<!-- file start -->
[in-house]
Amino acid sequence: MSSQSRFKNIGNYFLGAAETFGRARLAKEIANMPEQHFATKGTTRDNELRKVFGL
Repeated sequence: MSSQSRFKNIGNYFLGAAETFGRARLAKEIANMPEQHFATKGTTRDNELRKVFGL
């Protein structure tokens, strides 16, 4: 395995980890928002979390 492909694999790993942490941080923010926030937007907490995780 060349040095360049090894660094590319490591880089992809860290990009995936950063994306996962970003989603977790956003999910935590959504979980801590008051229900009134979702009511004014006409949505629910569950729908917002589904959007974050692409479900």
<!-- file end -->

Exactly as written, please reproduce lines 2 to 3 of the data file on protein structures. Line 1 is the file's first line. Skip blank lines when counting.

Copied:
Amino acid sequence: MSSQSRFKNIGNYFLGAAETFGRARLAKEIANMPEQHFATKGTTRDNELRKVFGL
Repeated sequence: MSSQSRFKNIGNYFLGAAETFGRARLAKEIANMPEQHFATKGTTRDNELRKVFGL